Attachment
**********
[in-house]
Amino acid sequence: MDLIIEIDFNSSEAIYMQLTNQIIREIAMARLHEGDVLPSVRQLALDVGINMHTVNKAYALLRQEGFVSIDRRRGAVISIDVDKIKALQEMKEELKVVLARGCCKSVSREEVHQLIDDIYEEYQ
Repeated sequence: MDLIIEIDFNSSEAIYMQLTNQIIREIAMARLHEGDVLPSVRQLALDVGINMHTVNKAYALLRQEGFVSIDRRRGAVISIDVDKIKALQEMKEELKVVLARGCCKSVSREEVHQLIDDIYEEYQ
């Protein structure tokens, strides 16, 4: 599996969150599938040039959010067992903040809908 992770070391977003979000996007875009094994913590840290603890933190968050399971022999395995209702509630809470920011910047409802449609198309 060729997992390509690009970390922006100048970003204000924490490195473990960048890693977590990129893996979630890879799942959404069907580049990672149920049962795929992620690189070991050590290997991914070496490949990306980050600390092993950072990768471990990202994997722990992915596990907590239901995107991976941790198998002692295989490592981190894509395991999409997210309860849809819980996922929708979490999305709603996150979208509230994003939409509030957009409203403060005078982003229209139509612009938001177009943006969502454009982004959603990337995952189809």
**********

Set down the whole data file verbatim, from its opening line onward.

[in-house]
Amino acid sequence: MDLIIEIDFNSSEAIYMQLTNQIIREIAMARLHEGDVLPSVRQLALDVGINMHTVNKAYALLRQEGFVSIDRRRGAVISIDVDKIKALQEMKEELKVVLARGCCKSVSREEVHQLIDDIYEEYQ
Repeated sequence: MDLIIEIDFNSSEAIYMQLTNQIIREIAMARLHEGDVLPSVRQLALDVGINMHTVNKAYALLRQEGFVSIDRRRGAVISIDVDKIKALQEMKEELKVVLARGCCKSVSREEVHQLIDDIYEEYQ
């Protein structure tokens, strides 16, 4: 599996969150599938040039959010067992903040809908 992770070391977003979000996007875009094994913590840290603890933190968050399971022999395995209702509630809470920011910047409802449609198309 060729997992390509690009970390922006100048970003204000924490490195473990960048890693977590990129893996979630890879799942959404069907580049990672149920049962795929992620690189070991050590290997991914070496490949990306980050600390092993950072990768471990990202994997722990992915596990907590239901995107991976941790198998002692295989490592981190894509395991999409997210309860849809819980996922929708979490999305709603996150979208509230994003939409509030957009409203403060005078982003229209139509612009938001177009943006969502454009982004959603990337995952189809």